The second best crop to double is corn. Safrinha is Spanish for “little one.” Although about 78% of brazil’s corn production is the Safrinha crop, it is the “little one” because yields are less than half of the first corn crop; 85 to 90 bushels is normal yield range. If a farmer gets lucky and has good rain the third week in May, he will most likely exceed 100 bushels of yield.
Because of Asian Leaf Rust, Brazil went from a net corn importer to the world’s #2 corn exporter in just 15 years. One of the main reasons corn prices have been so strong the past year is the Safrinha crop got planted late last year and the dry season came as normal to maybe a bit early. The Safrinha crop was 600 million bushels less than the year before. Every one of those 600 million bushels had to be replaced in the world export market. And then 550 million bushels of the world’s export corn got bottled-up in #4 corn exporter Ukraine two months ago.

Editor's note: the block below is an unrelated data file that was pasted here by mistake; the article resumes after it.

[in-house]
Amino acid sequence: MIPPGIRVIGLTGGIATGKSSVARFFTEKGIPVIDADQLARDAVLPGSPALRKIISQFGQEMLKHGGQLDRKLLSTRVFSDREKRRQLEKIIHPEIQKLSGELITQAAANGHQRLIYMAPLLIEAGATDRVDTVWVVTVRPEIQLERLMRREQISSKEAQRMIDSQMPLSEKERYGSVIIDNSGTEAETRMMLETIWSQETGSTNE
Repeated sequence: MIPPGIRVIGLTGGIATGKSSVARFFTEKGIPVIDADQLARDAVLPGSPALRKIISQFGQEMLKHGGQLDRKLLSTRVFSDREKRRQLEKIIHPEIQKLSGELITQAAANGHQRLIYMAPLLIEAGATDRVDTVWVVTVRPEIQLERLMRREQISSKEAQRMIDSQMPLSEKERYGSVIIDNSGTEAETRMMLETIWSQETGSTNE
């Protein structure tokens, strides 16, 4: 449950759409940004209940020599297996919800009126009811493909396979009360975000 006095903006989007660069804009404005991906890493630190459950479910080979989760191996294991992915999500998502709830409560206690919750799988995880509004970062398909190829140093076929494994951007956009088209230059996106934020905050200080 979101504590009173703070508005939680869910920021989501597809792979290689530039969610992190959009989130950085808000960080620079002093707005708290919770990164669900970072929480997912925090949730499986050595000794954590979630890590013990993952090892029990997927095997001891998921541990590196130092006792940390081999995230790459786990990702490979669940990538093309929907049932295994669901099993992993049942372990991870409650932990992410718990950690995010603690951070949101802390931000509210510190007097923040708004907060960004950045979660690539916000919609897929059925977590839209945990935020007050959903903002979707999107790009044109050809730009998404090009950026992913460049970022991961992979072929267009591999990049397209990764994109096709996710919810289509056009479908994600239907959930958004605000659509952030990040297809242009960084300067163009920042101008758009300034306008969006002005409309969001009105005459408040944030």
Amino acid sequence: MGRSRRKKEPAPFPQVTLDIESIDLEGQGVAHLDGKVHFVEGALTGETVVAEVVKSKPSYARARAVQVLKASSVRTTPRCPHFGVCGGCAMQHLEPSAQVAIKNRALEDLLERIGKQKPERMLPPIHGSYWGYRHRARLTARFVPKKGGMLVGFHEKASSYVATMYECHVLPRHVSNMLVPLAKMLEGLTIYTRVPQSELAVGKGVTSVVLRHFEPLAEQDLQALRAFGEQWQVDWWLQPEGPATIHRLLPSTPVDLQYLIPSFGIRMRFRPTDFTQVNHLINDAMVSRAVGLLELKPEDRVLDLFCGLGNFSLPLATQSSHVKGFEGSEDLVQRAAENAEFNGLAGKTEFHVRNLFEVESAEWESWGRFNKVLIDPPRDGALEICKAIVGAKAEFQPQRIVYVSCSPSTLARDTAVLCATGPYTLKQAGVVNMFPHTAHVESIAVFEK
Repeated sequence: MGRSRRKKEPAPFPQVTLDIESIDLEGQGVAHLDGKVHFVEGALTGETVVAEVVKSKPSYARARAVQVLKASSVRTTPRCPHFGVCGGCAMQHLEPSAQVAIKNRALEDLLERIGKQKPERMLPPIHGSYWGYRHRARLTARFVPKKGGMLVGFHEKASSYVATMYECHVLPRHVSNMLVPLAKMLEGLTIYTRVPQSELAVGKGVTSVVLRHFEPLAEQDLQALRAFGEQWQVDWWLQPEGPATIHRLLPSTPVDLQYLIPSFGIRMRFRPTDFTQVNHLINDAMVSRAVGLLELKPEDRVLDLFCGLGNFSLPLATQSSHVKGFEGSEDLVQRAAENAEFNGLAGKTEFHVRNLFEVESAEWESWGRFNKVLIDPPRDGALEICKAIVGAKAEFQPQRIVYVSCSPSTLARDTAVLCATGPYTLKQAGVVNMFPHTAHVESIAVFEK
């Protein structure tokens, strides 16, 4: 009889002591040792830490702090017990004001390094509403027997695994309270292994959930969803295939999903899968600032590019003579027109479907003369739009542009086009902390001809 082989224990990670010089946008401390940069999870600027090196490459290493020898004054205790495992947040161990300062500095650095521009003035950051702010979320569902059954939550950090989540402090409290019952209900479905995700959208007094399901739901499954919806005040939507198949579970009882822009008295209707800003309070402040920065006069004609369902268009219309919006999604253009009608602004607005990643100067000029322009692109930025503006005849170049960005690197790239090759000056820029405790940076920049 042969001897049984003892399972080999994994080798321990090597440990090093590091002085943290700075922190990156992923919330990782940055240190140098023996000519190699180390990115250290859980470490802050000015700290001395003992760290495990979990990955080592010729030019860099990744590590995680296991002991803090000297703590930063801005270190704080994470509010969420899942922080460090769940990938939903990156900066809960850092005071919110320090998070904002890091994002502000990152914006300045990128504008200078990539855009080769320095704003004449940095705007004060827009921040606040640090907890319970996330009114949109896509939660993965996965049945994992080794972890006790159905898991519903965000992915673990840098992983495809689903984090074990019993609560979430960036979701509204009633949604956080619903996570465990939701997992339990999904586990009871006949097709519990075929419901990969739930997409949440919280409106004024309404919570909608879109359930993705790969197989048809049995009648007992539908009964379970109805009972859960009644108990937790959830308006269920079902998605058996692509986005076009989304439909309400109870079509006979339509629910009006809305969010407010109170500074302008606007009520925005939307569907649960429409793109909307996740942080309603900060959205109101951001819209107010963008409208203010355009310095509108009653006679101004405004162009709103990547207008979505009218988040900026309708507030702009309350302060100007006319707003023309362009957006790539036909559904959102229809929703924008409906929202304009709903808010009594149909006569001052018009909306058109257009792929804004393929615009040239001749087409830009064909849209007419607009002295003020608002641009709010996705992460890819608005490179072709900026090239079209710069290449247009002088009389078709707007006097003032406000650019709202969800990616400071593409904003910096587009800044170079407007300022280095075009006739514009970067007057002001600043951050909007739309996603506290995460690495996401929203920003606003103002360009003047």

If you care about the price of corn, every morning you should be looking at our “Rain Days” chart to see the number of rainy days expected for Rondonopolis and Campo Grande. These areas are representative of the majority the Safrinha crop. If the rainy days decline to 1 or 2 out of ten days this month or early May, it will give us some high priced corn… really high priced corn.
Russia’s blockade of Ukraine has 57 vessels in Ukrainian ports loaded with 1.25 million tons of grains and vegetable oils. Ocean freight insurance companies will not provide vessel nor cargo insurance. Until they do provide insurance, vessels will not leave port until the black market money makes it worth the risk for the ships’ owner.
Egypt has approved the quality of India’s wheat is good enough to be imported. Last year, India exported 2.1 million mt; they expect to export 7.85 million mt just as fast as the ships can be loaded. They want to get the wheat shipped before the war in Ukraine is over.